During the 2020 Black Congressional Summit, many topics that affect modern minority America was discussed. An important reoccurring topic was the upcoming 2020 US Census. Approximately $675 billion dollars in federal money is rooted in the census data. For minorities, the census data impacts funding in many critical areas, including schools and education, public transpiration and roads, housing assistance, historically black colleges and universities, Medicare, preventive health services, programs that back minority-owned business as well as job creation. The census decides which states pick up or lose seats in the House of Representatives. And it determines how those lines are drawn when redistricting starts in 2021.
A Fake Campaign Is being Used to Target Minorities
“The Department of Home Affairs are going door-to-door to confirm that everyone has valid IDs,” then “Be Careful would- be robbers are posing as officials from the Department of Home Affairs. Fake posts such as these are circulating throughout social media platforms and the Census Bureau says this is a hoax. This has been linked to several other flagged social media posts that share things like “Urgent Community Notice”, “USA Residents, or “Upcoming Census”. This has been hinted to be another smear campaign from foreign sources. These targets said to be a complex smear campaign by Russians and others who are interested to find away to weaken American democracy.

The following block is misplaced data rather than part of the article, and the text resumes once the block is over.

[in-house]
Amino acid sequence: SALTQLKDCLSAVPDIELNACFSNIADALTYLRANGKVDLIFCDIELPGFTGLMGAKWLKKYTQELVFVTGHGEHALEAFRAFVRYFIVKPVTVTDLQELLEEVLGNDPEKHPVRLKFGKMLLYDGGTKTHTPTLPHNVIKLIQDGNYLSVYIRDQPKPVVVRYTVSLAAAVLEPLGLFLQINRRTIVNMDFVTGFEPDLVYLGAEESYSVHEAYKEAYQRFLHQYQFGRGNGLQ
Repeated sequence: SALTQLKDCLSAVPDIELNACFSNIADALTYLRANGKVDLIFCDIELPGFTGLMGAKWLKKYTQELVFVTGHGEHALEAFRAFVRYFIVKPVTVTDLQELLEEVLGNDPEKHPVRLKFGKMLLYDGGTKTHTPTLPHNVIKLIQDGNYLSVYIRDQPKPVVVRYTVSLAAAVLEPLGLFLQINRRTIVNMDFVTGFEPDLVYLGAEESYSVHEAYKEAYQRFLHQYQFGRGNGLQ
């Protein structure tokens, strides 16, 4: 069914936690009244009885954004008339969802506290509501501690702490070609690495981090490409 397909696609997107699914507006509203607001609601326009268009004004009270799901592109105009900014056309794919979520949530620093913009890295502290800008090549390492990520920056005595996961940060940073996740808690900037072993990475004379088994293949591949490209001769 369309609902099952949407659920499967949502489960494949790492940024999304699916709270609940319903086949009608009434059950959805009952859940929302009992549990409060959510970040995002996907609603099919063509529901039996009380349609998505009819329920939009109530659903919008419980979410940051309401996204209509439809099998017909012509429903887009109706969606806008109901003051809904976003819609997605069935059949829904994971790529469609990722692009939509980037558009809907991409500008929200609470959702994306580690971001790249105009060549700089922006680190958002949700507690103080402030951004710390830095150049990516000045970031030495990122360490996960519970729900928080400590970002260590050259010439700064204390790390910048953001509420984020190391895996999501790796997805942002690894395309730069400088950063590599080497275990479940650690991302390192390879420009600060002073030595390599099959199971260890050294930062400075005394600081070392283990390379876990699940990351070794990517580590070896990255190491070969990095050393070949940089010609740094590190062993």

The scam now targeting U.S. residents is particularly insidious because it leaves the mistaken impression that U.S. residents may need “a valid ID” for the 2020 census. That is false, and potentially could discourage U.S. residents from participating in the decennial census, which counts every single person living in the U.S. regardless of legal status and citizenship. The decennial census does not gather social security information or even financial numbers.
The Census are not asking for any public identification.
The stakes are high for the United States Virgin Islands. Census results help communities in desperate need of funding get their fair share of billions of dollars in federal funds for schools, hospitals, roads, public works and other vital programs every year. An undercount in the census could also impact forecasts about Social Security payouts, which are already increasing as a share of the federal government’s revenue. The Census Bureau will protect the count but can’t do it alone. You can help make a real difference in the outcome.
Report inaccurate, suspicious or fraudulent information to the Census Bureau. If you see or hear something, tell us:
- Report suspicious information and tips to firstname.lastname@example.org.
- Reach out to us on our verified social media accounts (@USCensusBureau) to ask questions and flag suspicious information.
- Call the Census Bureau Customer Service Hotline at 1-800-923-8282 to report suspicious activity.